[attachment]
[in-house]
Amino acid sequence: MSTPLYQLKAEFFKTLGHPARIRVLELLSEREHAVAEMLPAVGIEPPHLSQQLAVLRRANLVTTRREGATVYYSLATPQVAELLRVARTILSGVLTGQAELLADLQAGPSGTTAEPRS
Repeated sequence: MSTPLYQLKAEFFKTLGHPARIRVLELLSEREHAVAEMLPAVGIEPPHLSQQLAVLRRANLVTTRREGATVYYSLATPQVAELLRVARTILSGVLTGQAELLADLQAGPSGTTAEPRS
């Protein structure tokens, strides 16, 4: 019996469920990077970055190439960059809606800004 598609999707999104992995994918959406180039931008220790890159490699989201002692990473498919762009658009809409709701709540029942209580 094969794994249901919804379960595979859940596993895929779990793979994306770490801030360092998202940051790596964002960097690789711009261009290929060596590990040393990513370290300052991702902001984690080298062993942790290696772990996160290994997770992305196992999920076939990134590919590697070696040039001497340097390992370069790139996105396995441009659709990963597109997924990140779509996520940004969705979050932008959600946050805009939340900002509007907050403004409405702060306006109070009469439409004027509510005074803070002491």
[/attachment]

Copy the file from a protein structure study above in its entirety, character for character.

[in-house]
Amino acid sequence: MSTPLYQLKAEFFKTLGHPARIRVLELLSEREHAVAEMLPAVGIEPPHLSQQLAVLRRANLVTTRREGATVYYSLATPQVAELLRVARTILSGVLTGQAELLADLQAGPSGTTAEPRS
Repeated sequence: MSTPLYQLKAEFFKTLGHPARIRVLELLSEREHAVAEMLPAVGIEPPHLSQQLAVLRRANLVTTRREGATVYYSLATPQVAELLRVARTILSGVLTGQAELLADLQAGPSGTTAEPRS
């Protein structure tokens, strides 16, 4: 019996469920990077970055190439960059809606800004 598609999707999104992995994918959406180039931008220790890159490699989201002692990473498919762009658009809409709701709540029942209580 094969794994249901919804379960595979859940596993895929779990793979994306770490801030360092998202940051790596964002960097690789711009261009290929060596590990040393990513370290300052991702902001984690080298062993942790290696772990996160290994997770992305196992999920076939990134590919590697070696040039001497340097390992370069790139996105396995441009659709990963597109997924990140779509996520940004969705979050932008959600946050805009939340900002509007907050403004409405702060306006109070009469439409004027509510005074803070002491």